Andy Earl

Andy Earl took many photos of Eurythmics including the photo on the cover of Don't Ask Me Why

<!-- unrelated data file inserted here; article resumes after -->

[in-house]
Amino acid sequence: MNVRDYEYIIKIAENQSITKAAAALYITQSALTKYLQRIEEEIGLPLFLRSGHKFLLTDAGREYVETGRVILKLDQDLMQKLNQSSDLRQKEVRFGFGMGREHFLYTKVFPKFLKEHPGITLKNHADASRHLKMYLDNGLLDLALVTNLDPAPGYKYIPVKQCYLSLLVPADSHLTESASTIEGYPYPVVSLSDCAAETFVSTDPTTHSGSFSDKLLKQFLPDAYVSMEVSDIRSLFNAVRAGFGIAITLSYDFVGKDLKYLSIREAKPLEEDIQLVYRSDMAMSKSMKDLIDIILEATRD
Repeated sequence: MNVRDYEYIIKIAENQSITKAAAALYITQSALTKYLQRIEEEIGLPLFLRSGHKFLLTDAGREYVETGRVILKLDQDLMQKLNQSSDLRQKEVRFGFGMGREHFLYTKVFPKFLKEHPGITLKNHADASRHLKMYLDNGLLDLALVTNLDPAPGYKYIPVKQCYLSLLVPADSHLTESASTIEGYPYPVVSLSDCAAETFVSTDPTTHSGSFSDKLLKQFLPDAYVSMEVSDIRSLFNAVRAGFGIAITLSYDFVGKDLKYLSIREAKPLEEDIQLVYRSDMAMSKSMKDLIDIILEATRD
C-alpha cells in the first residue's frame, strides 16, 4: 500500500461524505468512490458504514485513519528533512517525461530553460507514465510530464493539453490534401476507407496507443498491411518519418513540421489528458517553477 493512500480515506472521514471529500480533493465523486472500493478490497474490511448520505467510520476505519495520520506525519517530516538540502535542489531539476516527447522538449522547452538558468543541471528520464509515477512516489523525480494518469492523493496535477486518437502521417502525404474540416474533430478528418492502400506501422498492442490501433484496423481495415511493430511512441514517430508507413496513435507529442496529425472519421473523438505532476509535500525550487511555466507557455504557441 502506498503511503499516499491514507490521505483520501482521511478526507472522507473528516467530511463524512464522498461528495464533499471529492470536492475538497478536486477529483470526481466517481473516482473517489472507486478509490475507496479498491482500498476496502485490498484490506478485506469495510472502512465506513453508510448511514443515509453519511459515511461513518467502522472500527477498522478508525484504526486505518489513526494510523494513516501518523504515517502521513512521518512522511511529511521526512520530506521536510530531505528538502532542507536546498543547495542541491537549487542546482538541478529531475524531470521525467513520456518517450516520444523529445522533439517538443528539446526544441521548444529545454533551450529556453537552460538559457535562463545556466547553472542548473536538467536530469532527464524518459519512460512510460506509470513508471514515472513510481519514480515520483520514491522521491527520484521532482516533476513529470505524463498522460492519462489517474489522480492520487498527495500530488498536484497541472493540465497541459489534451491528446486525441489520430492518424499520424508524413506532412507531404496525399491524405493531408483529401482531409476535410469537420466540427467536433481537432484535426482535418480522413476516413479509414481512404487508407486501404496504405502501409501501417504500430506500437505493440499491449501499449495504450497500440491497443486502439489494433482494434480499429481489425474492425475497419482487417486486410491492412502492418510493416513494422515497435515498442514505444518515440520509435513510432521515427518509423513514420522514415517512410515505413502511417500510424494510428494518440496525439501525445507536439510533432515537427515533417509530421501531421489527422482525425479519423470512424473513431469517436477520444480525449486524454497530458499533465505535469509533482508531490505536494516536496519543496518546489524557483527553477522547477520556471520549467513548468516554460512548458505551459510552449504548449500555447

Andy Earl has never been the sort of music photographer to play the back-stage pass role or hang out with the bands he photographs. Indeed, his professionalism precedes him. As Adrian Deevoy writes in the introduction to Earl’s retrospective tome Vista, Robbie Williams has described working with him as ‘a doddle, no ego involved...he got there, did the job, shook hands and left. Why can’t all photographers be like that?’ This a classic example of an Earl encounter with a celebrity client. Having accumulated more than 120 album covers, Earl fully understands the pressures placed on artistes’ time, takes his pictures and lets them go. No fuss, no stress, no ego. The Sussex-born photographer has come a long way since the summer he played mechanic to then Formula Three playboy James Hunt. But first, in 1977, he studied photography at Nottingham Trent Polytechnic, which he says had very much an art approach to the subject at the time. ‘It was full of guys who were giving us books to read like Carlos Casteneda and all of that “finding yourself” stuff, and I thought “oh blooming heck, I’ve come on some sort of hippy thing.” But actually it was the best education I could have had because it was very much about finding your own way of taking pictures. Everyone used really to question what they were doing, and that intensity was fantastic.’ During his second year at college, Earl studied photography in Baltimore, where he was influenced by American colour photography, particularly that of William Eggleston and Steven Shaw. ‘When I came back from America I decided I was just going to shoot colour and a lot of the tutors said I was blowing it, having been doing fairly well in the course. When I started shooting in England, in order to get the colours to kick out I put a flash gun on initially just to sort of saturate the colours, and because Nottingham is always grey and there is no blooming light.’ As he experimented with colour photography Earl chanced upon a particular technique that combined flash with a slow shutter speed to produce sharpened colour and blur. ‘I had seen something like that in America, but not in colour, and I suddenly thought, “that looks great”. It took away the realism and gave my photographs a surreal effect.’ Dressing up in top hat and tails, Earl took his approach to Royal Ascot, where he knew he would get colourful, quirky photographs of the English aristocracy. ‘I had a Pentax 67 with a great big flashgun and a wide-angle lens, and I was literally within a metre of the subject just “barbecuing” them. It was the opposite to Cartier Bresson, it was completely confrontational, and if anyone asked what I was doing I would say “Tatler” and walk off.’ He returned the following year with a five-four camera and multiple flash system. ‘I looked like a Christmas tree walking around with all these plates in one hand and power packs in the other,’ he admits. ‘It slowed the process up a bit, but I got great quality.’ Off the back of the Ascot project Earl was offered a show at The Photographers’ Gallery and later represented Britain at the Venice Biennale exhibition. ‘Sue Davis, who was the then director of The Photographers’ Gallery, was one of my assessors at college and she put the show on,’ he explains. ‘The tutors said the colour stuff was too commercial, but I had also done these animal pictures – I was taking a shot on the five-four of a woman lying down in Chatsworth Park with all these chickens running around, and as I went to take the picture I tripped over the flash lead and ended up with a picture of a chicken’s arse. I took it into college and they proclaimed, “oh this is art. You are back on course!” ’ On the strength of the London show Malcolm McLaren commissioned Earl to recreate the Manet painting Dejeuner sur l’Herbe for the album cover of his early Eighties pop act Bow Wow Wow. Earl found a lake with a tiny island in Reigate in Surrey, and the group dressed up in Vivienne Westwood –

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